How to Support a Loved One With PTSD

Post-traumatic stress disorder (PTSD) is an intrusive and undermining mental health condition that develops after someone witnesses or experiences an upsetting traumatic event. It can affect people who’ve been involved in combat, a terrorist attack, a natural disaster, or an abusive relationship. It can also emerge following a serious accident or a sexual assault.

PTSD is a widespread problem that affects people of all ages and backgrounds. In the United States, an estimated one in 11 people will be diagnosed with PTSD at some point in their lives. If someone you love has PTSD, that simple statistic can become highly personal.

It’s normal to feel unsure about how to support a loved one with PTSD, especially when they’re withdrawn, upset, or in crisis. But unwavering support from family and friends can be pivotal for people who are struggling with PTSD, and there’s a lot you can do to help. 

With that in mind, here are some useful strategies from our mental health specialists at EXIS Recovery Inc. in West Los Angeles.

First, educate yourself about PTSD

It’s easier to offer the kind of support that someone with PTSD truly needs when you have a clear understanding of what the condition is and the various ways it can affect the person who lives with it every day.

PTSD is often misunderstood or even stigmatized, so it’s essential to recognize the symptoms it can cause — including the subtle ones — and be aware of the emotional experience that can come with them. 

Besides helping you be more empathetic, learning about PTSD can clear up any misconceptions you may unwittingly have about the condition, too.

Be steady, reliable, and trustworthy

People with PTSD are more likely to isolate themselves out of anxiety or fear of judgement. Unfortunately, living with a sense of isolation often makes PTSD symptoms and worse.

Let your loved one know that you’re available and you want to hear how they’re feeling, but that you also understand if they don’t feel like talking. Never pressure your loved one to share when they don’t feel like it. Pushing them to open up when they aren’t ready can leave them feeling anxious or even make them feel like they’re reliving their trauma.

Reassure them that you’ll be there if and when they’re ready to talk. Most importantly, practice being a steady, reliable, and trustworthy presence in their life so they have no reservations about turning to you when they’re ready.

Create a safe space and listen well

It can be hard for people with PTSD to open up about their feelings or experiences, even with someone they love. This is especially true when they’re opening up about their trauma. That’s why, when your loved one does want to talk, it’s critical to be a good listener.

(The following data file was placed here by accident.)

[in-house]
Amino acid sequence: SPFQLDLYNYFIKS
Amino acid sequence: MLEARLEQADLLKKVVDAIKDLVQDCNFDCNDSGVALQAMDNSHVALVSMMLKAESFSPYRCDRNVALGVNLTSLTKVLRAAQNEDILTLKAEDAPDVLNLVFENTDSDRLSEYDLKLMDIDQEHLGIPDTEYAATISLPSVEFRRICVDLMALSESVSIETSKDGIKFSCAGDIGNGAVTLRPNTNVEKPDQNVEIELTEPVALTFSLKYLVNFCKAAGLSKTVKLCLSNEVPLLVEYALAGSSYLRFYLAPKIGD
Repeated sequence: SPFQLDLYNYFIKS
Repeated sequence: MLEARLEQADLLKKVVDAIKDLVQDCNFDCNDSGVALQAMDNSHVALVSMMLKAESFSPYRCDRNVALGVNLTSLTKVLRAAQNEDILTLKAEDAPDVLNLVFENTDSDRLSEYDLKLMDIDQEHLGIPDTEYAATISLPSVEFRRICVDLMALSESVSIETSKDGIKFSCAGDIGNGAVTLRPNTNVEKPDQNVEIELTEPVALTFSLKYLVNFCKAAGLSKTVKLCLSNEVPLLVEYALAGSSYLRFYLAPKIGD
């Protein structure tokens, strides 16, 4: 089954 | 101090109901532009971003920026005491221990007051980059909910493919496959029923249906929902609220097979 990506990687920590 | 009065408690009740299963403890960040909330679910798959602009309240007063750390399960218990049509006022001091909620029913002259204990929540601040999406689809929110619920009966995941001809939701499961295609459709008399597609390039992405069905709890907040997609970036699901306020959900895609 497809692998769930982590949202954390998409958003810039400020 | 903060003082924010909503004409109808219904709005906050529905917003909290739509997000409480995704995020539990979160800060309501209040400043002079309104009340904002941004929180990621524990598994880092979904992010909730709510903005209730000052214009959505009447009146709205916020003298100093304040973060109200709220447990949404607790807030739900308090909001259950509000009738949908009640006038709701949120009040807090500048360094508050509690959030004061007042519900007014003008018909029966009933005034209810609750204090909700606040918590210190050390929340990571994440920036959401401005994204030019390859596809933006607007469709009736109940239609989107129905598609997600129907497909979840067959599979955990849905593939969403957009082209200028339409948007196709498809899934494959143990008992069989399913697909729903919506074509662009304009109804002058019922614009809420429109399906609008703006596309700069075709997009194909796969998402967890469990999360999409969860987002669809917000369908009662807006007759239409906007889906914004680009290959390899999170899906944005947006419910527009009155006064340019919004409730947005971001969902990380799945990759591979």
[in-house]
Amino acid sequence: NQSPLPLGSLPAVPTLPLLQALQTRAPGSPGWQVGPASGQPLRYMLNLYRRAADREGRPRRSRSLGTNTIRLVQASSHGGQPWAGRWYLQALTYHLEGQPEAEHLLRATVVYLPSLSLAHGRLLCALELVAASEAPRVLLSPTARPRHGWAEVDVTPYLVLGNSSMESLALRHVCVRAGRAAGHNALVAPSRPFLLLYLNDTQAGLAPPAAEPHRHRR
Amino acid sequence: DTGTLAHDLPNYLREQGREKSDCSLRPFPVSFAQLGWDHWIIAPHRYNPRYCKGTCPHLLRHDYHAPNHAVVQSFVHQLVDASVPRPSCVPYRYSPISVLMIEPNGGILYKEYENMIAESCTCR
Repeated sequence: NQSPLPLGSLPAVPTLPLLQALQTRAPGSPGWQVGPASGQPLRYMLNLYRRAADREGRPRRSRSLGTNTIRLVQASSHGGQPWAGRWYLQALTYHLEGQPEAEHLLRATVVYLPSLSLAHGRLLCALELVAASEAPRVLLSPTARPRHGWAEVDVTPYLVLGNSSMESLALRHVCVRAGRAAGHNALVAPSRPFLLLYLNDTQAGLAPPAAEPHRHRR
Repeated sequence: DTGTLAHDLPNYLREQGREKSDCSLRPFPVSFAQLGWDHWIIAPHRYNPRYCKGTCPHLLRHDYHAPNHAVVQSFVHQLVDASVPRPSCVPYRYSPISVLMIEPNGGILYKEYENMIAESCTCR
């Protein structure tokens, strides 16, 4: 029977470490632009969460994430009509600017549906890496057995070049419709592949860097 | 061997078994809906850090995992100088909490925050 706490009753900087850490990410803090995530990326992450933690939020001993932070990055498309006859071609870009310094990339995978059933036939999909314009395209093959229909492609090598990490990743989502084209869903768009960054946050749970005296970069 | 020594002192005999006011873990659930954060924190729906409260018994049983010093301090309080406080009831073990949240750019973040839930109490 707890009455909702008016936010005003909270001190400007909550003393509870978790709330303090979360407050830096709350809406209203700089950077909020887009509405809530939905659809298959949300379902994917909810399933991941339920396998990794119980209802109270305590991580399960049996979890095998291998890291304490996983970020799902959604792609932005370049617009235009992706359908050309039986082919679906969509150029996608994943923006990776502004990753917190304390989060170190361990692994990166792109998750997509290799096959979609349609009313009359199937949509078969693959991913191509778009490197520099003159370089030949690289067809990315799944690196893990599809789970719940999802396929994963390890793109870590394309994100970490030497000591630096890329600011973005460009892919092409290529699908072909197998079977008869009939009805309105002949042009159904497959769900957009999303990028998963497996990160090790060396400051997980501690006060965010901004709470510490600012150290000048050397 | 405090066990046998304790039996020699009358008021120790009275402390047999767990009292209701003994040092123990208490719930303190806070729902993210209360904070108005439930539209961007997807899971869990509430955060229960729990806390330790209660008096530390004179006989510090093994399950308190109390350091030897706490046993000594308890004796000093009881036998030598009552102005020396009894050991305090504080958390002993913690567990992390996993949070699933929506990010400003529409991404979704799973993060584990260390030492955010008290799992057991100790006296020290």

Your loved one may tell you things that are difficult to hear, and they may not share everything. While it can be tempting to “fill the empty spaces” with reassurances, personal experiences, or advice, it’s important to listen without interruption, judgment, or “words of wisdom.” 

It’s important to avoid minimizing their feelings or experiences by pointing out the obvious, like the fact that they survived their trauma. It’s also important to steer clear of cliches like “it could have been worse.”

Instead, show your loved one that you’re actively listening in an engaged and supportive way by making eye contact, repeating back what they’ve told you when appropriate, and asking open-ended questions like, “How do you feel?” or “What can I do to help?” 

Develop a crisis plan — together

PTSD can give rise to feelings of numbness and detachment, but it can also prompt intensely negative feelings and emotions, ranging from fear and anxiety to anger and irritability. These reactive symptoms are often set off by personal triggers that serve as instant reminders of the trauma. 

While you can’t always prevent a crisis, you can learn to recognize your loved one’s triggers and take steps to help them cope in the moment. This is most important if you live together. 

Have a conversation about what you can do to help during a nightmare, flashback, panic attack, or anger episode. For example, you can agree to set up a time-out system when anger is boiling over — either one of you can call for a 15-minute time out using a hand signal or safe word. After your mutual “pause and reset,” you can come back together and move forward. 

If you’d like to learn other ways you can encourage and support your loved one, we can help. Call 424-244-3513 to reach our West Los Angeles office today, or use the easy online booking tool to schedule a visit with one of our experienced mental health experts any time.

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